(f) If a person knows that fasting is not harmful to him, he should fast and his fast will be valid even if his doctor advises him that it is harmful. And if a person is certain or has a strong feeling that fasting is harmful to him, he should not fast even if the doctor advises for it. He/she is required to give qadha' for the fasts left out.
Note: If a person, without any shari'i reason does not observe qadha of the fasts left out during Mahe Ramadhan till next Ramadhan, then in addition to offering the qadha of the fasts he/she left , on the basis of obligatory precaution, he/she will give one mudd of food to poor for each fast left out.


If a person intentionally and voluntarily commits an act which invalidates fast, his/her fast becomes void and besides giving qadha he/she is
also required to give kaffara. However, if a person who is fasting eats or drinks something forgetfully, his/her fast remains valid.

The Kaffarah of leaving out a fast of Mahe Ramadhan is to:
• free a slave, or• fast for two months, or• feed sixty poor to their fill or give one mudd of food-stuff to each of them .
If a person breaks his/her fast with something haraam he/she will have to observe all the three kaffarah , as a recommended precaution.
Note: If it is not possible for him/her to fulfill any of the above, he/she should give sadaqa according to his/her means and seek Divine forgiveness. And the obligatory precaution is that he/she should give kaffarah as and when he/she is capable to do so.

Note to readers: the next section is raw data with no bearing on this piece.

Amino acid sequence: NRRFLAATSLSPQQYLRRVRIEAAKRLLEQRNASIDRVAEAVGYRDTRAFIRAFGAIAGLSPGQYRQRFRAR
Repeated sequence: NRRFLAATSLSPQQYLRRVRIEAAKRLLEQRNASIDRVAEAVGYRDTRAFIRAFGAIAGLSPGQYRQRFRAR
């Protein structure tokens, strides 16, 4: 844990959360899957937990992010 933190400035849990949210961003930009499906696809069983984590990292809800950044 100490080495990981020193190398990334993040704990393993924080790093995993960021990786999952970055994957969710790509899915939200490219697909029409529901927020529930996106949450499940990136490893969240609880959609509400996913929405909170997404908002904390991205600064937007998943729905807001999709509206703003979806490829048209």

4) NIYYAT FOR FASTING.(a) Fasting means that a person must, in obedience to the commands of Allah, from the time of adhan for fajr prayers up to the time of adhan for maghrib prayers, avoid nine things which will be mentioned later.
(b) It is not necessary for a person to pass the niyyat for fasting through his mind or to say that he would be fasting on the following day. In fact, it is sufficient for him to decide that in obedience to the command of Allah he will not perform from the time of adhan for fajr prayers up to the time of adhan for maghrib prayers, any act which may invalidate the fast. And in order to ensure that he has been fasting throughout this time he should begin abstaining earlier than the time of adhan for fajr prayers, and continue to refrain for some time after the adhan for maghrib prayers from acts which invalidate a fast.
(c) A person can make niyyat every night of the holy month of Ramadhan that he would be fasting on the following day, and it is better to make niyyat on the first night of Ramadhan that he would fast throughout that month.
(d) The last time for making niyyat to observe a fast of Ramadhan for a conscious person, is moments before the time of adhan for fajr prayers.